By Shawn Chitnis
ASPEN, Colo. (CBS4)– A small wine show that hoped to bring more people up into the mountains during the summer is now the premiere event in the country for lovers of good food and unique wines and this weekend the Food & Wine Classic celebrates 35 years as a festival that has transformed the culture around chefs.
“The vision behind the Food & Wine Classic in Aspen to where it started and to what it has become is an extraordinary ride,” said Devin Padgett, Special Projects Producer for the Classic.
In the early 1980s the businesses in Snowmass Village were looking for a way to get more people to visit in the summer, the concept of traveling into the High Country outside of the winter hadn’t caught on yet. They created a wine show to help get visitors excited about spending the summer in town.
“You can’t replicate the mountains in the summertime,” said Debbie Braun, President & CEO of the Aspen Chamber Resort Association. “In June it is 70 to 80 degrees, all the big chefs know this to be the first place that they got started.”
The combination of comfortable weather in a beautiful setting was an instant draw and the concept caught on quickly. But back then the glamour around the restaurant business and experiencing good food didn’t exist. There wasn’t a platform to create that view of the industry.
“Chefs weren’t rock stars then, chefs weren’t celebrities,” said Padgett. “Everything is different and we’ve been able to ride that wave.”
A few years into the Classic, Food & Wine became the host and the event moved to Aspen. Each year the festival provided a stage and an audience for chefs and restauranteurs to gain notoriety and become famous.
“We’ve always wanted to be a company that gives back to our merchants as well as card members and the Classic is the perfect place to do be able to do that,” said Danielle Wallis with American Express.
For three days, anyone lucky enough to have a pass to the event can hear from the top chefs, winemakers, and restaurant owners about the latest trends in the industry. They can also enjoy multiple Grand Tastings with 500 wines available and freshly prepared food to pair with it. There is also a 5K run and several outside parties that keep guests busy from morning to night each day of the Classic, which always falls on the third weekend of June.
The event limits the amount of people that can attend each year to 5,000 people. The Classic sells out within the first month of releasing passes for sale. Two-thirds of those registered are returning guests to the festival. Attendees are making a commitment to travel to Aspen six months in advance. That kind of dedication attracts so many high-end vendors and major corporations like American Express.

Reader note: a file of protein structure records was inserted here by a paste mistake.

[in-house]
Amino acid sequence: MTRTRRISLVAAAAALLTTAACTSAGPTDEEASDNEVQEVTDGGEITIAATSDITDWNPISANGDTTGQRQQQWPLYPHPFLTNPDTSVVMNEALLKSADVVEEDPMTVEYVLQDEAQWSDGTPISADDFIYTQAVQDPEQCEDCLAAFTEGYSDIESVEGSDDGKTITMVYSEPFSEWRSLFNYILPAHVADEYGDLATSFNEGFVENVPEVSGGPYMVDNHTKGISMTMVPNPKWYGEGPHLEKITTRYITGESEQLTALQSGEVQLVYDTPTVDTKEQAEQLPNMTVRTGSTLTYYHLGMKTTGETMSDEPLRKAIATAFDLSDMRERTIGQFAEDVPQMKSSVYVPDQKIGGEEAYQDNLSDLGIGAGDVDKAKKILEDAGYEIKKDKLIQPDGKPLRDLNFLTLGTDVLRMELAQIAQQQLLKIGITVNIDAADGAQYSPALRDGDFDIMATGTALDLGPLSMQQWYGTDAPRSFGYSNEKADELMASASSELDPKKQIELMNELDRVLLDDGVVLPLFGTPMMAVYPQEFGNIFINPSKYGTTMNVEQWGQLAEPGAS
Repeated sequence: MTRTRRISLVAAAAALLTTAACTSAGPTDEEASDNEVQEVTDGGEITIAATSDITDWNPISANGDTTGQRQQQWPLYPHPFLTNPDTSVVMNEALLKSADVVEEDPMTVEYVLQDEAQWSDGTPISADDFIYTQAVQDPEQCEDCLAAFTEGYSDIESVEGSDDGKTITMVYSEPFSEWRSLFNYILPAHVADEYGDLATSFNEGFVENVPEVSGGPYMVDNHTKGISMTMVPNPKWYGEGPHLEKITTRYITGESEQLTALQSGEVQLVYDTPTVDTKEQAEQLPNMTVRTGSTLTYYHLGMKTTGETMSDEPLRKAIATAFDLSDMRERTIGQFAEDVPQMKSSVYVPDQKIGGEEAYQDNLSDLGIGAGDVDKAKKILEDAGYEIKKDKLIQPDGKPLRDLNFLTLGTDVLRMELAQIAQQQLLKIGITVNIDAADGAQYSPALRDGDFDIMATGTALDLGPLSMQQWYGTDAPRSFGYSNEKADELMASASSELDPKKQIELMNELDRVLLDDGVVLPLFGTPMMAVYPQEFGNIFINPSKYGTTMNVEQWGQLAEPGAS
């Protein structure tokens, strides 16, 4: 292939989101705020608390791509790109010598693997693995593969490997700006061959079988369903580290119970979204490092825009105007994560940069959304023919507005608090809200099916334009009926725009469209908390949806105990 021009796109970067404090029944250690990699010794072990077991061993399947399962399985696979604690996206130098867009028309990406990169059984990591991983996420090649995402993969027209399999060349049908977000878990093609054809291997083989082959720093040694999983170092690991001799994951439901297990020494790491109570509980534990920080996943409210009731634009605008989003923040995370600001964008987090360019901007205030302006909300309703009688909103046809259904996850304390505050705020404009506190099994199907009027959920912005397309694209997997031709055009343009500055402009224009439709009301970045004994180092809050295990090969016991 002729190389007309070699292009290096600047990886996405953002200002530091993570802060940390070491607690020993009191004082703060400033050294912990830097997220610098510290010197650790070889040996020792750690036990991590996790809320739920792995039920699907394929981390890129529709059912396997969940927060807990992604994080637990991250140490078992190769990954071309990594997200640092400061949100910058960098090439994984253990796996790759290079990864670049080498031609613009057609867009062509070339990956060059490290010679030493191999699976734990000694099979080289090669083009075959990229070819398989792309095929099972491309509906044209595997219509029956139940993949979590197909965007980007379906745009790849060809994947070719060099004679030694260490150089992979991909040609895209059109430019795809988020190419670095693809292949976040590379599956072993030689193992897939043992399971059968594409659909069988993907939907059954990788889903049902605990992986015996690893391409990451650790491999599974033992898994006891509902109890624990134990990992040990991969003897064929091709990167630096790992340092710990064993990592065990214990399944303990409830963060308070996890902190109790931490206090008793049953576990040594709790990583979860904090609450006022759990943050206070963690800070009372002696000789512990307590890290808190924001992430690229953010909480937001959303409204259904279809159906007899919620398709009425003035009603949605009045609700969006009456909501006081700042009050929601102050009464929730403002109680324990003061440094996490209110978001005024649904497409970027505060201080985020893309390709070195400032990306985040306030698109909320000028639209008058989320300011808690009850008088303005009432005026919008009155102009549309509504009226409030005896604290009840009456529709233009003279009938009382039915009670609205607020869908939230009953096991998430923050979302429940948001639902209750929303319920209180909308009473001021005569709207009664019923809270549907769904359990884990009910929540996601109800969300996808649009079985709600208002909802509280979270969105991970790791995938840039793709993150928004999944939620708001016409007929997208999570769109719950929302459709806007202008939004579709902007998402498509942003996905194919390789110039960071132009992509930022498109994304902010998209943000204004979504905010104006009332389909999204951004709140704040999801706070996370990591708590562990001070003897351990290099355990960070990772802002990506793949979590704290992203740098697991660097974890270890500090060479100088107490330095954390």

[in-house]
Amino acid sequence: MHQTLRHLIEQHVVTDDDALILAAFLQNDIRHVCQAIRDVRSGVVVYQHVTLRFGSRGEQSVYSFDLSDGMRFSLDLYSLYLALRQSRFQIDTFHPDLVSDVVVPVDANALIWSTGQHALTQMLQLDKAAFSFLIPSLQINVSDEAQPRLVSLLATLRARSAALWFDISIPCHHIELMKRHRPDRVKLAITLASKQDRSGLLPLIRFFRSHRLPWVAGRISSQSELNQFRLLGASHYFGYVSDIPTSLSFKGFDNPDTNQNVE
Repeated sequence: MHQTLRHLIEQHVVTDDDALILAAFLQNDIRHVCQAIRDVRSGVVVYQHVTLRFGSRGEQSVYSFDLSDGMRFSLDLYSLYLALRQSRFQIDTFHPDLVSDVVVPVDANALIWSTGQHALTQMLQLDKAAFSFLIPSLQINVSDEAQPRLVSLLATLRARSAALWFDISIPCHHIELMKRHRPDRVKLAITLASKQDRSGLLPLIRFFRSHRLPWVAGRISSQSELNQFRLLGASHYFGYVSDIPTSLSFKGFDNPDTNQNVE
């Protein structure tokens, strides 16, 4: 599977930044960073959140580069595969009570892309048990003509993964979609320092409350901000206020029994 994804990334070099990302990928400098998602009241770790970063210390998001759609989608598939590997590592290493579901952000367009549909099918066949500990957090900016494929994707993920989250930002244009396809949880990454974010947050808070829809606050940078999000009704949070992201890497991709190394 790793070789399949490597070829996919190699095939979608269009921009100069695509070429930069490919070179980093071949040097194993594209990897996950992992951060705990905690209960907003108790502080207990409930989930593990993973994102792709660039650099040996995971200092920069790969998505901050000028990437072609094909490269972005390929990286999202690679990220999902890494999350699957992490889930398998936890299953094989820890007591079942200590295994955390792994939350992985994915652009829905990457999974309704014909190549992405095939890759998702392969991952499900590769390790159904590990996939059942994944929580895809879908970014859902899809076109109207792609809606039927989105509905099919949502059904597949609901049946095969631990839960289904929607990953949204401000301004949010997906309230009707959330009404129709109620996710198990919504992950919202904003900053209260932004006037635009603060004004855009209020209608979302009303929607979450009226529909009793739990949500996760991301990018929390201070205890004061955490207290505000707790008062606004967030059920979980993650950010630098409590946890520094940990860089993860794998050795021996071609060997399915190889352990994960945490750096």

“This place is so special in the way that is builds a community around this festival,” said Erin Maxwell of American Express, the presenting sponsor of the Classic.
Attendees, vendors, and organizers all agree the scenic background helps to set apart this festival from any other. The early vision to propose an event like this before anyone else had also keeps it in a category of its own. But the town of Aspen also gets credit for embracing the Classic each year.
“If you got invited to Aspen or if you were going to Aspen to the Food & Wine Classic, it was a big deal, it was a big honor,” Padgett said.
The town can keep the seminars, Grand Tastings, and outside events all within a six-block by six-block area, making the entire event walkable for visitors. Aspen also prohibits any construction the week of the Classic. The number of guests and businesses descending on the town also creates a huge economic boost for the city.
“Aspen does get the reputation to be exclusive and high end but that is not who the locals are here, that is not the 500 people who are serving of all of us, who are working in those shows, owning those shops.” said Braun. “We feel like we are just like everyone else and we want to share our little secret with everyone.”
For many attending the Classic, this is their first introduction to Colorado. Braun says it does get people excited to see what else is in the state. Some drive up through Independence Pass and others stay after the weekend to see some of the sights beyond Aspen.
“It should be on everyone’s bucket list,” Braun added. “To make it up here and really see a different part of Colorado that they may not get to see from let’s say from the Metro area.”